Me, myself and I

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I genuinely can’t figure out which of the facts that have come to light about Youshreen Choomka, who has just appointed herself as director of the Independent Broadcasting Corporation (IBA), is more condemnable. I’ll let you decide.

Youshreen Choomka is a lawyer called to the bar as recently as 2012. She then joined the MSM party and nearly secured an investiture at the last general election. As a reward for her failure to do so, she was nominated as chairperson of the IBA. This nomination is, in itself, in total violation of the IBA Act, which stipulates that a member of the IBA board “shall cease to be a member when he becomes a member of a political party or is actively engaged in politics” (section 7 (2) (b)).

As if that offence was not enough, Choomka has just been appointed as director of the IBA by… Choomka, the chairperson of the IBA board! Yes, you understood properly: the board chaired by Choomka decided to advertise the position of director, for which she applied and the board chaired by herself unanimously decided to appoint her as the director of the organisation she is chairing. 

If you think things cannot get worse, wait for it. Instead of hanging her head in shame, Choomka went public about how transparent her nomination has been and congratulated herself and the board she chaired for having followed the proper procedures and selected the best possible candidate on the island – herself that is!

The most shocking part of this horror movie is yet to come: She looked us straight in the eye and – in a statement eerily similar to that of Naila Hanoomanjee’s not so long ago about her own appointment – declared that she did not even know that the IBA needed a director or that it had advertised for one! It was only after she had gone for an interview regarding a post of director of an organisation in charge of “monitoring public service broadcasting obligations and commitments for commercial licences” that she found out that it was the board she chaired which had advertised the position, presumably without telling her. Everyone who saw the advert knew it was the IBA advertising – except the chairperson. I don’t know whether she should have been disqualified for her low IQ or for her short memory as, last October, a first recruitment exercise for the same position had been carried out by the same board and she had applied for the same post before the whole recruitment exercise was cancelled. For obvious reasons.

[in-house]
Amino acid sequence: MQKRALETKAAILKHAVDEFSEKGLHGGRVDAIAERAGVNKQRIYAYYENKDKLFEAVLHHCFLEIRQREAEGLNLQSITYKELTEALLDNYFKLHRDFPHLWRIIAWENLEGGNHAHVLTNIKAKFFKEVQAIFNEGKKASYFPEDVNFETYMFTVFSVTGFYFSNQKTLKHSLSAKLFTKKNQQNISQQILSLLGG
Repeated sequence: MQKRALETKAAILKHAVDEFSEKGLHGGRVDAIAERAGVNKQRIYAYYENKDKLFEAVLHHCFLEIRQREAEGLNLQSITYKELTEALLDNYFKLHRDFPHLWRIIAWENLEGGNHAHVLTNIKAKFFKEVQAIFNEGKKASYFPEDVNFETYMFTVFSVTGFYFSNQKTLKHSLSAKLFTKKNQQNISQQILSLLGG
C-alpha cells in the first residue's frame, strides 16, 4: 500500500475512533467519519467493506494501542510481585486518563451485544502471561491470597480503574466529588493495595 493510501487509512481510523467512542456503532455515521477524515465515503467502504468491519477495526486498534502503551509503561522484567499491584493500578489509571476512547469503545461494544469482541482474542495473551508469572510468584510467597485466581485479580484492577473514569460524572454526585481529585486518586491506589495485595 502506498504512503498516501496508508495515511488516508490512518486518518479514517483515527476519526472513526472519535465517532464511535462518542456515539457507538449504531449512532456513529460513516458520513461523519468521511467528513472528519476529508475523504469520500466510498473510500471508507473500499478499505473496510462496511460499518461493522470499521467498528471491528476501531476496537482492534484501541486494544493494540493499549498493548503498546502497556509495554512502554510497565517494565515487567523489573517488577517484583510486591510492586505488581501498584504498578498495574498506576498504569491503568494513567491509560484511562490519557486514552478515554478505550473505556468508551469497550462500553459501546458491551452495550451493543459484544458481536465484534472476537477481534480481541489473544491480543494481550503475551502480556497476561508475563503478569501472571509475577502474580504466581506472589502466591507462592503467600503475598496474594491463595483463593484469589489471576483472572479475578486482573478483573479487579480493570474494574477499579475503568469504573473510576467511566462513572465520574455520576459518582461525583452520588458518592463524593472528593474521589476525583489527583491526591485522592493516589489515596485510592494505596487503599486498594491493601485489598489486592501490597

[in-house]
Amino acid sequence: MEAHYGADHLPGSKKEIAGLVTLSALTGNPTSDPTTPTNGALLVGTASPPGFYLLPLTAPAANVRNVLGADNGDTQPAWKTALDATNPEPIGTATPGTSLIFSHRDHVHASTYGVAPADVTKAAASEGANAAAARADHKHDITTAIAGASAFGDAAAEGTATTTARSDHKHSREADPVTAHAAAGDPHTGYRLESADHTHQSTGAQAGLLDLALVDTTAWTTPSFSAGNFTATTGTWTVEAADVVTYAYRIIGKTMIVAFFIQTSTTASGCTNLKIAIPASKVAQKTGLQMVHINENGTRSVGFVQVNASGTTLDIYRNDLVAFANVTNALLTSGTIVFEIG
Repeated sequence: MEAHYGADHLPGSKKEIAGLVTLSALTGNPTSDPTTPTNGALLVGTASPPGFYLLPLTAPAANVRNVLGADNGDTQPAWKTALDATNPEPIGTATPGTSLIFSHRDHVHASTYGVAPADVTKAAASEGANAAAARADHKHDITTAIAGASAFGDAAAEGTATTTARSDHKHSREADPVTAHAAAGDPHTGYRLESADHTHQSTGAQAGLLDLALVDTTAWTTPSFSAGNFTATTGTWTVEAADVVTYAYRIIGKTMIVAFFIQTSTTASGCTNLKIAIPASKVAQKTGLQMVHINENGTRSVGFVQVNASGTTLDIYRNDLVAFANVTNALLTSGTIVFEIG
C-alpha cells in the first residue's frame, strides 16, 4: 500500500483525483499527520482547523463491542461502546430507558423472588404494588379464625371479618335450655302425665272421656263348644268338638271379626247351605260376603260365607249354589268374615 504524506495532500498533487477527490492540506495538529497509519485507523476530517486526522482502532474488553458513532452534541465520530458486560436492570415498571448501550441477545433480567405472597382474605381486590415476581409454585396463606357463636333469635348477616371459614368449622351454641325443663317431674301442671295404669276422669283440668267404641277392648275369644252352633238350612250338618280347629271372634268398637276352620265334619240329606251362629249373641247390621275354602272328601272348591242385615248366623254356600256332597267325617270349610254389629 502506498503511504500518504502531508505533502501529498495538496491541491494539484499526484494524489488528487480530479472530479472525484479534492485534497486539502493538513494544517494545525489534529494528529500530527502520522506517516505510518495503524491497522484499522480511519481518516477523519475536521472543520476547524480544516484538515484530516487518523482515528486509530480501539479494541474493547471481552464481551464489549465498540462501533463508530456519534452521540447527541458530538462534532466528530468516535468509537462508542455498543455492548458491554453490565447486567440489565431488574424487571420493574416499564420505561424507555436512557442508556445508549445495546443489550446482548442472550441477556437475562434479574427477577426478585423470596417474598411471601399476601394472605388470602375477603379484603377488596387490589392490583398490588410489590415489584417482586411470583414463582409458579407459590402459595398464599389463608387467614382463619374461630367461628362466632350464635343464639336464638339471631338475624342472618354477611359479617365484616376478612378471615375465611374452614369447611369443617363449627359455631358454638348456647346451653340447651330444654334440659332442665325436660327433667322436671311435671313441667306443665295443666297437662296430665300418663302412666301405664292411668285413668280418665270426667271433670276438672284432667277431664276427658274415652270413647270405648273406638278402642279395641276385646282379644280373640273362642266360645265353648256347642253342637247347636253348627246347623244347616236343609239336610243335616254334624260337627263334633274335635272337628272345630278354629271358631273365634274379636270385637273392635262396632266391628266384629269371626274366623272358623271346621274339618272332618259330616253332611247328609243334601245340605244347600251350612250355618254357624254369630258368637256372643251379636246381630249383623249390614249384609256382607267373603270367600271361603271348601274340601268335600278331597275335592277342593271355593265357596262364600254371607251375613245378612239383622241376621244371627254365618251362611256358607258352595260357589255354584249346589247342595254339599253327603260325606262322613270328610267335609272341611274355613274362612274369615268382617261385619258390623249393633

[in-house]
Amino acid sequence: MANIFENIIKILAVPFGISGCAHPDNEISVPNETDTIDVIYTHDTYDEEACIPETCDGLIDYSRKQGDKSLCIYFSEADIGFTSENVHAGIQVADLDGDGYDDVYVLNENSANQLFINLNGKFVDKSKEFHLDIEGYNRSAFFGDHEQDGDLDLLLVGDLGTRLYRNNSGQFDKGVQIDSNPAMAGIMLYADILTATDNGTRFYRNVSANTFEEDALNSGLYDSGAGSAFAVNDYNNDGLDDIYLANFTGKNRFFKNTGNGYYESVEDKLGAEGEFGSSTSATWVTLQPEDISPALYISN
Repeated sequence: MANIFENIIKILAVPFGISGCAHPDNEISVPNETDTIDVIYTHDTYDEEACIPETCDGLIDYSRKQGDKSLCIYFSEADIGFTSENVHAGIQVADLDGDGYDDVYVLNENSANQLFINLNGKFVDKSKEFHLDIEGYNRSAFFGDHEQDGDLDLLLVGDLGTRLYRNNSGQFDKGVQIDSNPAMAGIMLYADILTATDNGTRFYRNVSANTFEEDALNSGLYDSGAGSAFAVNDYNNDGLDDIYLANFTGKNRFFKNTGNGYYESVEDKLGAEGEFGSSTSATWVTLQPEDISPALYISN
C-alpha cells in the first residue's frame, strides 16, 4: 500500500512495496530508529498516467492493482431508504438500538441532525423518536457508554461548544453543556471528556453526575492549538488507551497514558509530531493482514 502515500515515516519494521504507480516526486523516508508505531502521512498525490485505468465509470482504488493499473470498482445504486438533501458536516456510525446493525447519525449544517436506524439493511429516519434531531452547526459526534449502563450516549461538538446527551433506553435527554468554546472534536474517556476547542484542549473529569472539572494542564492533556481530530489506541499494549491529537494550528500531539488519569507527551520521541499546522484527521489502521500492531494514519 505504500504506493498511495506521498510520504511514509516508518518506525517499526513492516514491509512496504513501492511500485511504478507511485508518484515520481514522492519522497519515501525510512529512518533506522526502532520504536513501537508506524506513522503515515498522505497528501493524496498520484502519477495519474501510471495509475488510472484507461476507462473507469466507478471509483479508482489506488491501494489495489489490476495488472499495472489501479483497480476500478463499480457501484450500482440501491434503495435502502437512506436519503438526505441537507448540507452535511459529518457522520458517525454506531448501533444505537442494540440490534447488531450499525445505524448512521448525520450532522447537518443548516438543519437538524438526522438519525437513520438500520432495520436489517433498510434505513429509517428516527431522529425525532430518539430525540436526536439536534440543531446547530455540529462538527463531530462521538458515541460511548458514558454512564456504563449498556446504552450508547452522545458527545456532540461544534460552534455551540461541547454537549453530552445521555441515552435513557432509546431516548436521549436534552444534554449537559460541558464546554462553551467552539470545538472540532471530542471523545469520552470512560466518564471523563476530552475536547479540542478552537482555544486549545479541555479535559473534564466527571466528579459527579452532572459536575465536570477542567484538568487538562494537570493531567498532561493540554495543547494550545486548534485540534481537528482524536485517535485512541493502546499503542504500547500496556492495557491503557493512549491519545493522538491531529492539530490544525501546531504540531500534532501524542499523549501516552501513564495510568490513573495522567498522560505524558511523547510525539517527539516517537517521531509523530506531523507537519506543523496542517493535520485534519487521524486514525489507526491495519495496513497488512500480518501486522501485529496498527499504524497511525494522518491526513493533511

And this is not the worst insult to our intelligence as a nation: She went as far as to say that it was the recruitment agency, Alentaris, which independently decided that she was the most suitable candidate for the positon she did not know existed. The agency has denied that it had taken any decision and said that it had merely made recommendations to the client. The client being the board she chaired and therefore herself.

Alentaris, as we speak, has yet to reply to an email which landed on its CEO’s computer screen two days ago, requiring an explanation as to why a colleague of mine who, carrying out a sting operation, applied for the same positon as Choomka and did not even get to the interview stage. Choomka – the client and candidate – on the other hand, with ostensibly lesser qualifications, not only was called for the interview but when the exercise was over, she was escorted all the way to the door by Alentaris’ CEO himself and later got the position! My colleague – not that it matters – holds postgraduate qualifications in Media Management as required in the advert and has 11 years’ experience in a managerial positon (instead of the five required)! 

While the prime minister – in charge of the IBA – has not found it worthwhile to make a statement to condemn such practices, our youth, who have been helplessly waiting for some shimmer of light at the end of the tunnel, are now convinced that meritocracy is dead and buried.

And even monkeys are now busy deriding our banana republic! 

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